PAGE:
For the people that think Lee can’t survive in the half court: Did you see yesterday’s game? I’ve noticed that David “General” Lee (thanks DRED) has been playing really well on offense, especially with the ball in his hands. He likes to get it 10 feet from the hoop, and in the past he’d just try to drive baseline & use his finishing skills to score. But recently he’s added a little jumper that he works from that same spot. He didn’t hit it yesterday (I only remember him attempting it once), but the General has hit that shot this …continue reading
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KnickerBlogger: Isiah Thomas started off the 2007 with a lot of pressure on his shoulders. New York had just come of a disastrous 23 win season under Larry Brown. Thomas was widely criticized for taking Renaldo Balkman in the draft. The Knicks’ owner James Dolan gave Thomas an order to improve the team or pack his bags. Thomas was forced to take over as coach of the Knicks, something he promised he wouldn’t do. His reputation as a coach and a general manager were both on the line. In mid-March the Knicks were 29-34 and held the 8th and final …continue reading
KnickerBlogger: Malik Rose brings one unique thing to the Knicks. On a relatively young team with little playoff experience, Rose is the wily veteran. His signature move is bodying up against a stronger post player, only to pull the chair (and the player’s jersey) out from underneath causing a turnover. On offense Rose has a nice trick play where he lobs the ball from the perimeter to Eddy Curry for an alley-oop. Unfortunately, Malik Rose uses these gimmicks because he’s declined so much physically. An undersized power forward to begin with, Rose’s leaping ability has ceased to be. From 2002 …continue reading
KnickerBlogger: New Yorkers absolutely loved Nate Robinson when he first came to the Knicks. Coming out of the University of Washington, Robinson was a lilliputian guard with colossal physical abilities. Last year Robinson did what you’d expect from an undersized shooting guard. He led all Knick guards in eFG% (51.3%) and 3P% (39.0%) and showed despite his short stature he could get to the line (TS% 55.2%, second among Knick guards). Due to his efficient scoring ability, Robinson was second on the team in points per 40 minutes (19.0 pts/40) only behind Eddy Curry. Not just a one dimensional scorer, …continue reading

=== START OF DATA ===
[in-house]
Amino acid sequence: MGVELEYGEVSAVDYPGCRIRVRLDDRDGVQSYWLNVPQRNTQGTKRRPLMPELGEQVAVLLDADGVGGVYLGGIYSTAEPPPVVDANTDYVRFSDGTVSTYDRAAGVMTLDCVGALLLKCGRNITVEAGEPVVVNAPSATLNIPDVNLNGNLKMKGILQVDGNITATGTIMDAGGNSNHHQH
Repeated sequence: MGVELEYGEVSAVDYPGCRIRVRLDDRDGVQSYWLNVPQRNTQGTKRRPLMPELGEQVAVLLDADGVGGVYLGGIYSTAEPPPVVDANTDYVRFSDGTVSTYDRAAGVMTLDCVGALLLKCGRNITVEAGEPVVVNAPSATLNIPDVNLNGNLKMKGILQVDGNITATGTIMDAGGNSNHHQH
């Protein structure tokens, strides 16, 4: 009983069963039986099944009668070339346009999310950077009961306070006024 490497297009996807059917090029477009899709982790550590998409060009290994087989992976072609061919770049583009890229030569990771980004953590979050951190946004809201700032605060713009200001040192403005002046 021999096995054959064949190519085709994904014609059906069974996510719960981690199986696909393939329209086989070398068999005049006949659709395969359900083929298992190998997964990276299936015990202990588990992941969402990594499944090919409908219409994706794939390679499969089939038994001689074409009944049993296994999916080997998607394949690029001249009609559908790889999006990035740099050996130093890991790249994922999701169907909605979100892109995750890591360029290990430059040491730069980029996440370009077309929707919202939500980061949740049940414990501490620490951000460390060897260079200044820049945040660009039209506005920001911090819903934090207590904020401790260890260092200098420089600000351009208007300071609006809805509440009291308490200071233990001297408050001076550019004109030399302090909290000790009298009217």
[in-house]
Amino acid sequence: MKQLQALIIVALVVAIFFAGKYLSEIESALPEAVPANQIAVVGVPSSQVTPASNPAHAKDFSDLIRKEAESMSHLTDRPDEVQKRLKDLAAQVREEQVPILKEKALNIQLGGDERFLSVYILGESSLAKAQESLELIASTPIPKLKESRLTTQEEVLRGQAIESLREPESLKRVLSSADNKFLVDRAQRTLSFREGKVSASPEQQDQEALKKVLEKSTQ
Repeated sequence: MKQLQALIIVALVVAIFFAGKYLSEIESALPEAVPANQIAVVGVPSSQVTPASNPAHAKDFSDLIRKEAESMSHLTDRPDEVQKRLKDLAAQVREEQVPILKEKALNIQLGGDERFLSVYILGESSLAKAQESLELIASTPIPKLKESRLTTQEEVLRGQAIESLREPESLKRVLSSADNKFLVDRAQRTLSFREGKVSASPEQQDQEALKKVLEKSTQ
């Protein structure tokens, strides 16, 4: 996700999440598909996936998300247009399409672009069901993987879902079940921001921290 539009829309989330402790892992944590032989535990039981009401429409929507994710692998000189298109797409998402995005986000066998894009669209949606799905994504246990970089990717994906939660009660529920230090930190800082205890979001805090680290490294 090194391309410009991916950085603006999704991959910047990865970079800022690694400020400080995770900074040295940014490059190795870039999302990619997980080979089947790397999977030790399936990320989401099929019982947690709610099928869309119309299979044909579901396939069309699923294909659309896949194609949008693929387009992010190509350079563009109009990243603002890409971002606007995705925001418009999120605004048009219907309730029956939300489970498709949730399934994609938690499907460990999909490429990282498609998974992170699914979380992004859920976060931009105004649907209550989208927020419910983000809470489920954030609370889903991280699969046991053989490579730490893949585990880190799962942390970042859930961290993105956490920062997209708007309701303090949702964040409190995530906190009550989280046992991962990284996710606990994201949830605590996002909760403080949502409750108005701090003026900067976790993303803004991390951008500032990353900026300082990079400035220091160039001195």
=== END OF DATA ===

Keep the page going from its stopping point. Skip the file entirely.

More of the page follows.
KnickerBlogger: When Marbury first arrived in New York, the Knicks’ offense centered around his pick & roll game. Stephon was never a top flight offensive talent, but was consistently good, a near All Star. However in 2006 Larry Brown insisted on stamping his brand of basketball on the offense and curtailed Marbury’s game. The Knick guard had career lows in assists and points (per 40 minutes), even lower than his rookie year as a 19 year old neophyte. Consequently Mabury’s PER dropped from a steady 20/21 to a pedestrian 16.5. Surely it seemed that Marbury’s decline in production was caused …continue reading
KnickerBlogger Despite standing only 6’9″, David Lee’s main strength is his rebounding. He combines excellent positioning, exceptional timing, good leaping ability, and a desire to capture missed shots on both ends of the floor. Not only is Lee the best rebounder on his team, but he’s one of the best in the NBA. Among players that logged 1000 or more minutes in 2007, Lee finished 5th in per minute rebounding. Compared to the other hyalophiles, Lee committed the fewest fouls and scored the most points. Per 40 Minutes Height Tm OREB DREB TREB PF PTS Reggie Evans 6’8″ DEN 5.5 …continue reading